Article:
He said besides their application for the court to set aside the order and their prayer for the suit to be struck out in its entirety, Gbadamosi said the court lacked jurisidtcion to entertain the suit.
According to him, that a party exercised his right to file an appeal does not mean the party does not have confidence in the court as being suggested.
He urged the court to dismiss the suit for lack of jurisdiction.
Gbadamosi also argued that Adegboruwa’s application was akin to arresting the ruling of the court.
“We urge my lord not to accede to the request of arresting your lordship’s ruling and go ahead to deliver it because we are here for ruling and hearing of all pending applications,” he said.
Lawyer to the 4th and 6th defendants’, Femi Emodamori, and counsel for the 5th defendant (chief judge), Mutalubi Adebayo, SAN, and DSS lawyer aligned with Gbadamosi’s submission.
Emodamori also argued that in the event that the court might granted the plaintiff’s application to adjourn indefinately pending the determination of the appeal, the ex-parte order should be set aside.
“Your lordship granted an ex-parte order pending the hearing and determination of the substantive suit, but the learner silk said the court should adjourn sine die pending the application at appeal.
“The implication is that the ex-parte order will be converted to interlocutory injunction , which then become pending the hearing and determination of the entire case, not even here but at appellate court.
“That is a fundamental error my lord. You have to be very weary of the legal implication of that.
Also arguing, Gbadamosi said the defendants were entitled to be heard on their application for the court to vacate the interim order.
He insisted that the order had elapsed, hence, the need to set it aside.
“We urge my lord not to extend the order because your lordship do not have jurudiction to do so.
” I can be overruled but to make the submission is my right.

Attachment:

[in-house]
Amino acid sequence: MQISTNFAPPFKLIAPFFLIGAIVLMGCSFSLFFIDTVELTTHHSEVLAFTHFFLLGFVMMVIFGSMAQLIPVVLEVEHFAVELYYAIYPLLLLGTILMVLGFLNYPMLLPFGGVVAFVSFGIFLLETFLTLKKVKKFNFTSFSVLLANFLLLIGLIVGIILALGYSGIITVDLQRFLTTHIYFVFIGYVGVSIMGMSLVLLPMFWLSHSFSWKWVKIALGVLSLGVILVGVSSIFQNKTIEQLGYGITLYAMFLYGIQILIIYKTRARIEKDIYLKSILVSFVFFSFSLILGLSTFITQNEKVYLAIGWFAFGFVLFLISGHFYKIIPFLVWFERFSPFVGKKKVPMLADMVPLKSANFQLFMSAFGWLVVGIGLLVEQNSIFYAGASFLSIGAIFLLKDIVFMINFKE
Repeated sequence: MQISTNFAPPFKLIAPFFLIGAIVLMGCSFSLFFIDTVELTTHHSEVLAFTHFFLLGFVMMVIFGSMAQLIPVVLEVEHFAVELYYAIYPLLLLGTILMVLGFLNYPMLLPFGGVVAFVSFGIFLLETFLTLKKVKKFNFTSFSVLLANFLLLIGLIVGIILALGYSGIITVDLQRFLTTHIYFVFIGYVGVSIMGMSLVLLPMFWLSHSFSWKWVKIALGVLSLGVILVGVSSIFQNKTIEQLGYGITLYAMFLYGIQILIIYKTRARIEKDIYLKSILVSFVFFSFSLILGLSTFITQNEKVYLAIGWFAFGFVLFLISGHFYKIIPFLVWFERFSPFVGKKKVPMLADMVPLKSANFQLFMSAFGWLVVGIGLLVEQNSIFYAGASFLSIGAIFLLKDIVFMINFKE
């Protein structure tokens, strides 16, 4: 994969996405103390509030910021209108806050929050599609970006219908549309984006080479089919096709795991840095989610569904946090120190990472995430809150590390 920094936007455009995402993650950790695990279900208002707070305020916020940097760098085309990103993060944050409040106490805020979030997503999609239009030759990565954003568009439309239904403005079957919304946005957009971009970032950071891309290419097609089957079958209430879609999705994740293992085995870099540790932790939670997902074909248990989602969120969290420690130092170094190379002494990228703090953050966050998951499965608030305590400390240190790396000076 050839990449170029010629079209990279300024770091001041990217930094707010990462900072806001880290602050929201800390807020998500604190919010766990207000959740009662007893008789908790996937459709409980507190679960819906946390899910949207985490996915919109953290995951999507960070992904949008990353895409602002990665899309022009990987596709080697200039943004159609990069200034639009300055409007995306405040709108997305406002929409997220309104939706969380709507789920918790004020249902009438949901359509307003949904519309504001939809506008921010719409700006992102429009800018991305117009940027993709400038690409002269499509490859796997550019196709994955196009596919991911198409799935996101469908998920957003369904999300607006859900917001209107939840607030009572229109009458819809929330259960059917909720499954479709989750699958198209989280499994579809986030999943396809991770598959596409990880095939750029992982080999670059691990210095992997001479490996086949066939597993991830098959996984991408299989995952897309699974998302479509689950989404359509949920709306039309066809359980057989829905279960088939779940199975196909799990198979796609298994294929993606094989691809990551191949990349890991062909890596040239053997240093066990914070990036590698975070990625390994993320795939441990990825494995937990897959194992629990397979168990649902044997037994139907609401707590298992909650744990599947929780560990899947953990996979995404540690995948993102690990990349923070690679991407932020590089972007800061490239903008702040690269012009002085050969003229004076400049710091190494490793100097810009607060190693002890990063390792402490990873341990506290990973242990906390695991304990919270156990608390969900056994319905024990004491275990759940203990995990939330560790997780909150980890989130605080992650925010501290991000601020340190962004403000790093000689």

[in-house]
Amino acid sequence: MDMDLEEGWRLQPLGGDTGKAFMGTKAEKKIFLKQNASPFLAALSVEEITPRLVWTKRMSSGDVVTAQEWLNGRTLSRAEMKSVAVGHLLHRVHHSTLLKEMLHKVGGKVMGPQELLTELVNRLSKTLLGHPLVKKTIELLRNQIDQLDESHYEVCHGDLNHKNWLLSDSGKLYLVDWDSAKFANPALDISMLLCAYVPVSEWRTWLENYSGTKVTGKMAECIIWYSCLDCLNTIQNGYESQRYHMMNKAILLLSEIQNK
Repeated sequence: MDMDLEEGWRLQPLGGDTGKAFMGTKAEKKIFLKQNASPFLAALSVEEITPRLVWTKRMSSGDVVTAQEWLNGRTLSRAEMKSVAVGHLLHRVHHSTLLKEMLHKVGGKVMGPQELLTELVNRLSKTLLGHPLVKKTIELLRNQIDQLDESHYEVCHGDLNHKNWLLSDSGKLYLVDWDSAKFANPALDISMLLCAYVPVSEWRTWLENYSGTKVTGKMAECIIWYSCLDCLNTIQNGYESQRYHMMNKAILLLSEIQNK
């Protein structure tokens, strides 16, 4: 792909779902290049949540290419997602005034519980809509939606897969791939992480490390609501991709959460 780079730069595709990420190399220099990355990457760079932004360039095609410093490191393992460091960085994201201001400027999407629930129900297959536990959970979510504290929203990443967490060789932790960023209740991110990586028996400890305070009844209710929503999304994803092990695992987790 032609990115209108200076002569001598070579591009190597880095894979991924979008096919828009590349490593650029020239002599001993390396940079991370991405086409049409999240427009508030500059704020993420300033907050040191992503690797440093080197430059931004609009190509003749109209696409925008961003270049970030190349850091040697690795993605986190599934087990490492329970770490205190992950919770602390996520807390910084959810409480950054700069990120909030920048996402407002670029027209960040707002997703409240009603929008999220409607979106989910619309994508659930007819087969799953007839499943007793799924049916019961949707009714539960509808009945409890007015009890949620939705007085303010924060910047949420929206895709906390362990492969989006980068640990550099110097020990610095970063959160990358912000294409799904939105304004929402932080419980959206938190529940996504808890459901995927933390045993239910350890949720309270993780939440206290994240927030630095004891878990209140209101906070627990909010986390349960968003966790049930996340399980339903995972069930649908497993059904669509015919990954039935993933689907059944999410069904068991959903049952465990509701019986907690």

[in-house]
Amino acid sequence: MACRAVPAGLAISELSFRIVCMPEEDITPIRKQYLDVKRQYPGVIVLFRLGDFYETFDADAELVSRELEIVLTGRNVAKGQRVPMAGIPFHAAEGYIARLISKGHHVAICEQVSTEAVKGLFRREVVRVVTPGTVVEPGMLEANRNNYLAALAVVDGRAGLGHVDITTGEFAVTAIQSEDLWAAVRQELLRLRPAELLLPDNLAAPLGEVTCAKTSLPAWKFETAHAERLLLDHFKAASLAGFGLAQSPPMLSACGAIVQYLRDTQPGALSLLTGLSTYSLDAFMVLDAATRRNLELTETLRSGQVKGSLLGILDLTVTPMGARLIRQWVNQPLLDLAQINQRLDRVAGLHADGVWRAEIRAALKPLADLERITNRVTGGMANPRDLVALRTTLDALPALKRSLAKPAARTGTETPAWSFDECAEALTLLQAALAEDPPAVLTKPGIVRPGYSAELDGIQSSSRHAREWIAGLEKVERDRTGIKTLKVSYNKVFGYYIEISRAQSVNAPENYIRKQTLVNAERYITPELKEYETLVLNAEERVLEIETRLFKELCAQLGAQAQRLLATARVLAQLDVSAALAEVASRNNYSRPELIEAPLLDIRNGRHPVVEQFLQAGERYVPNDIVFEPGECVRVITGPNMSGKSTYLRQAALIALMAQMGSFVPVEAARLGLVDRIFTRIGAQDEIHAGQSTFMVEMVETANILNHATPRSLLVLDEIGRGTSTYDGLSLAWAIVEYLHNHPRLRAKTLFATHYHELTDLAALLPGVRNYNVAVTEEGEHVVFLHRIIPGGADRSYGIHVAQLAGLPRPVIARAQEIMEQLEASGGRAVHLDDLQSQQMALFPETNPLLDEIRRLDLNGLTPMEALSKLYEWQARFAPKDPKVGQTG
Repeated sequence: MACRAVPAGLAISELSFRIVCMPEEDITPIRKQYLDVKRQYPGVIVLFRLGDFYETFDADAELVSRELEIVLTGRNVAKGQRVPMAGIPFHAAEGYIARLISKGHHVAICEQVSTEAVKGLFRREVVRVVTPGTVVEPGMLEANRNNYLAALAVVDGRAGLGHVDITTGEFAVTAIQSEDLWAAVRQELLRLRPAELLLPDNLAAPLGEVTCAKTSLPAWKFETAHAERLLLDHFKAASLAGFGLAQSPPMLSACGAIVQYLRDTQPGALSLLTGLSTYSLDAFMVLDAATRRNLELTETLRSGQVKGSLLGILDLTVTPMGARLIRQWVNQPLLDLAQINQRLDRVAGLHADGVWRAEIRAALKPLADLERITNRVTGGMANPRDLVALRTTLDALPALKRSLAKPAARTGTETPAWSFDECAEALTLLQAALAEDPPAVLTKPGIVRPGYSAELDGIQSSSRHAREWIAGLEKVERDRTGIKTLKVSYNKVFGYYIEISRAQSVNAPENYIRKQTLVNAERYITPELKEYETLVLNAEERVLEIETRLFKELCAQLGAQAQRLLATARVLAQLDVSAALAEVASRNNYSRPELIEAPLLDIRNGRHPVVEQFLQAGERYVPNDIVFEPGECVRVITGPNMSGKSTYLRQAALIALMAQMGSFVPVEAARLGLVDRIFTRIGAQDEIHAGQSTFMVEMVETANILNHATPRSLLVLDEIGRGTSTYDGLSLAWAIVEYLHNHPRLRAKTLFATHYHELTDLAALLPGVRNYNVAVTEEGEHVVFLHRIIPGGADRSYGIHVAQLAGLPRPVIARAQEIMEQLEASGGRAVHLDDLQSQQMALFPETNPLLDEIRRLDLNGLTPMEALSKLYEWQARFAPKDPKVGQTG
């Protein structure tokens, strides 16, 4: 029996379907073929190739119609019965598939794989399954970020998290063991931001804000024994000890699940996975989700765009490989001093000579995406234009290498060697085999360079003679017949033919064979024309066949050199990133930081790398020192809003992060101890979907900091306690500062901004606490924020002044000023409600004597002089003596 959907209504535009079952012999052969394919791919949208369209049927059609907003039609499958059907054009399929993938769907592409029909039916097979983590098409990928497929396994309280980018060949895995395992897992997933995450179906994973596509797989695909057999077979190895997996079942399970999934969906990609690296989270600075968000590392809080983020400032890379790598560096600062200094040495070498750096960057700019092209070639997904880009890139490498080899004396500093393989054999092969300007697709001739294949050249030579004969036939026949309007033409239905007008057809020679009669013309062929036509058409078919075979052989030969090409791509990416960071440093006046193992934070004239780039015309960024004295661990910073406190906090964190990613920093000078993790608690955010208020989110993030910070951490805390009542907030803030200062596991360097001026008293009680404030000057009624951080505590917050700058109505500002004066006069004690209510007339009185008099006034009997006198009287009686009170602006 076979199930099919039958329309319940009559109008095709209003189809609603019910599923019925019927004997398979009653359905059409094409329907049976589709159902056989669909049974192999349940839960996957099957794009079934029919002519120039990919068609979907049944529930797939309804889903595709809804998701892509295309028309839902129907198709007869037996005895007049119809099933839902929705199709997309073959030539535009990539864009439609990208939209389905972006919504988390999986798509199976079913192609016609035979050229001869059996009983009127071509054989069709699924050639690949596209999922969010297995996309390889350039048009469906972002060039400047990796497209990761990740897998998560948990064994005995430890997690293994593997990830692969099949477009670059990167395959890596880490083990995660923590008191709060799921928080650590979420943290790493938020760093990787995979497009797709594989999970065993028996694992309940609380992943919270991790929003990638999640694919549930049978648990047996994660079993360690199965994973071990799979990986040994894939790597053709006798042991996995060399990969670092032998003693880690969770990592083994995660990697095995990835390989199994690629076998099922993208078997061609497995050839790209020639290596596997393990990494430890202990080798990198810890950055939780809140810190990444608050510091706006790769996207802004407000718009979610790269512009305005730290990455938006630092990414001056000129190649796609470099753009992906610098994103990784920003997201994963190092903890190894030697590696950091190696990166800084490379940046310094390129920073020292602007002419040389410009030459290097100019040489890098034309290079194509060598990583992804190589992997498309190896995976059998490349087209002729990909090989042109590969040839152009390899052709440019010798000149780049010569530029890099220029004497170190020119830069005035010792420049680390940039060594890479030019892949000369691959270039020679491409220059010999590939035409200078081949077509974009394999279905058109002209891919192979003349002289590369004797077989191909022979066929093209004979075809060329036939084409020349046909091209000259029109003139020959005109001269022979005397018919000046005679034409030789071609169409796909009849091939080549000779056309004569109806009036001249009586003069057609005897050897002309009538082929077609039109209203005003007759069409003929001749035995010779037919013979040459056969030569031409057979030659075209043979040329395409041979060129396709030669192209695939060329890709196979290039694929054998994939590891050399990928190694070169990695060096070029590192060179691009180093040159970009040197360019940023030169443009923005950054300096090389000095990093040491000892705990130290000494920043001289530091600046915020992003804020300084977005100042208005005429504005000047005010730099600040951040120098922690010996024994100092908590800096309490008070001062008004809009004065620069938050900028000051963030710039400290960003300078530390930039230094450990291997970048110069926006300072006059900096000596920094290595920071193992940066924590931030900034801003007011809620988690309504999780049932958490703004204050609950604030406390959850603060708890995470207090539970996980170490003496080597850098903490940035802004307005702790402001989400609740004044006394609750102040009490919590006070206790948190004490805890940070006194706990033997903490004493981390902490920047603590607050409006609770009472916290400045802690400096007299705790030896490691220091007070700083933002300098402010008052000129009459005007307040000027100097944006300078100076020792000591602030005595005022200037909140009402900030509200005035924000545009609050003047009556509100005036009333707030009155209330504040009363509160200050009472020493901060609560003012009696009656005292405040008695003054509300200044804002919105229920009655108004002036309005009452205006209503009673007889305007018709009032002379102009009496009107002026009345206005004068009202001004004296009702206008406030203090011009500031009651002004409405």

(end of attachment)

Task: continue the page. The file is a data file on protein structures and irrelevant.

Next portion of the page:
“Pursuant to Order 26, Rule 10, this court should hold that this order has elapsed and should not be renewed,” he said.
Adegboruwa also disagreed with the lawyers, saying they cannot approbate and reprobate on same issue.
He argued that the defendants cannot asked the court to determine the status of the ex-parte order because such application is prohibited under the same Order 26, Rule 10 that it cannot be made after 14 days of when a party became aware.
Besides, the lawyer argued that the defendants did not have any application before the court challenging the order made on Sept. 26 beyond their appeal.
“My colleague for 4th and 6th defendants said his application is predicated on alleged fundamental development which he never disclosed to the court or plaintiff.
“I urge my lord to decline that application for deliberate concealment of facts and non-disclosure,” he said.
Adegboruwa equally urged the court to hold that that the interim order was the subject matter of the appeal of the 4th and 6th defendants.
“It is our humble submission that this honourable court should not fall for the trap being set by the 4th and 6th defendants to delve into the status of such order as suggested by 4th and 6th defendants.
“First is that all parties today agreed that there is a pending appeal against the said order file by 4th and 6th and they cannot seek my lord’s determination extempore of the status of order which they are prosecuting the appeal,” he said.
According to him, the argument of the 4th and 6th defendants is self defeatist because if they claim that time has expired allegedly for the plaintiff to renew the said order, time has also expire under the same said rule for the defendants to complain of the said order after 14 days of becoming aware by their notice.
“Finally, I urge this honourable court not to overrule itself having directed that the order granted abide till pending motion on notice because Order 26, Rule 10 of the court was already in existence as of the time the Sept. 26 order was made,” he said.
The senior lawyer also disagreed that his application was an attempt to arrest the ruling of the court to continue of discontinue the matter.
Justice Nwite adjourned the matter until Nov. 17 for ruling.(NAN)( Flowerbudnews

Biola Lawal